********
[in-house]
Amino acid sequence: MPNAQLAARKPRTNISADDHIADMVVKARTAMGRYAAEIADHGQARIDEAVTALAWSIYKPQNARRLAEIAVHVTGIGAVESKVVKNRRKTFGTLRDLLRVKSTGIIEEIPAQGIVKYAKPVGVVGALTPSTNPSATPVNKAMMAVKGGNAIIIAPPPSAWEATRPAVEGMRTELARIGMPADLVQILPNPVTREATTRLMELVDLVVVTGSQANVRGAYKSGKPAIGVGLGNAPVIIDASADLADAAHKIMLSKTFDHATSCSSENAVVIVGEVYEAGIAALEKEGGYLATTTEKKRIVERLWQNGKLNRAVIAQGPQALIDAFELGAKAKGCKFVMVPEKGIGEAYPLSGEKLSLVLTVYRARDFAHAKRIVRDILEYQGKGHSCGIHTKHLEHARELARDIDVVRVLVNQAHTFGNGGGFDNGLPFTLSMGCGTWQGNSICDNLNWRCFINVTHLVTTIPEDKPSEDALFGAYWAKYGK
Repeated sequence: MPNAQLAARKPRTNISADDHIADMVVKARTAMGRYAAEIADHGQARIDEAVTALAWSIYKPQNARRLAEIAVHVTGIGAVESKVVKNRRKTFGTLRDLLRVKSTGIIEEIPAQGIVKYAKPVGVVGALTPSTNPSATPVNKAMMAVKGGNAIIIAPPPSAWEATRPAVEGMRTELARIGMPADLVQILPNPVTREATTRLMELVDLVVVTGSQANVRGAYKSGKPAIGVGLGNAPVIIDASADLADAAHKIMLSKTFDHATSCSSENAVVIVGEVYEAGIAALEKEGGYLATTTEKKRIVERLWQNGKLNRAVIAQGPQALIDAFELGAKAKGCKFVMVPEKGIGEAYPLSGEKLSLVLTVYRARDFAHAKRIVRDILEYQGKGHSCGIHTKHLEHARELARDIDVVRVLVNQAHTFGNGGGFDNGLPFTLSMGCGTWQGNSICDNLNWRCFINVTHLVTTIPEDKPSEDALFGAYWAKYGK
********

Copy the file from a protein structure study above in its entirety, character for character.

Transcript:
[in-house]
Amino acid sequence: MPNAQLAARKPRTNISADDHIADMVVKARTAMGRYAAEIADHGQARIDEAVTALAWSIYKPQNARRLAEIAVHVTGIGAVESKVVKNRRKTFGTLRDLLRVKSTGIIEEIPAQGIVKYAKPVGVVGALTPSTNPSATPVNKAMMAVKGGNAIIIAPPPSAWEATRPAVEGMRTELARIGMPADLVQILPNPVTREATTRLMELVDLVVVTGSQANVRGAYKSGKPAIGVGLGNAPVIIDASADLADAAHKIMLSKTFDHATSCSSENAVVIVGEVYEAGIAALEKEGGYLATTTEKKRIVERLWQNGKLNRAVIAQGPQALIDAFELGAKAKGCKFVMVPEKGIGEAYPLSGEKLSLVLTVYRARDFAHAKRIVRDILEYQGKGHSCGIHTKHLEHARELARDIDVVRVLVNQAHTFGNGGGFDNGLPFTLSMGCGTWQGNSICDNLNWRCFINVTHLVTTIPEDKPSEDALFGAYWAKYGK
Repeated sequence: MPNAQLAARKPRTNISADDHIADMVVKARTAMGRYAAEIADHGQARIDEAVTALAWSIYKPQNARRLAEIAVHVTGIGAVESKVVKNRRKTFGTLRDLLRVKSTGIIEEIPAQGIVKYAKPVGVVGALTPSTNPSATPVNKAMMAVKGGNAIIIAPPPSAWEATRPAVEGMRTELARIGMPADLVQILPNPVTREATTRLMELVDLVVVTGSQANVRGAYKSGKPAIGVGLGNAPVIIDASADLADAAHKIMLSKTFDHATSCSSENAVVIVGEVYEAGIAALEKEGGYLATTTEKKRIVERLWQNGKLNRAVIAQGPQALIDAFELGAKAKGCKFVMVPEKGIGEAYPLSGEKLSLVLTVYRARDFAHAKRIVRDILEYQGKGHSCGIHTKHLEHARELARDIDVVRVLVNQAHTFGNGGGFDNGLPFTLSMGCGTWQGNSICDNLNWRCFINVTHLVTTIPEDKPSEDALFGAYWAKYGK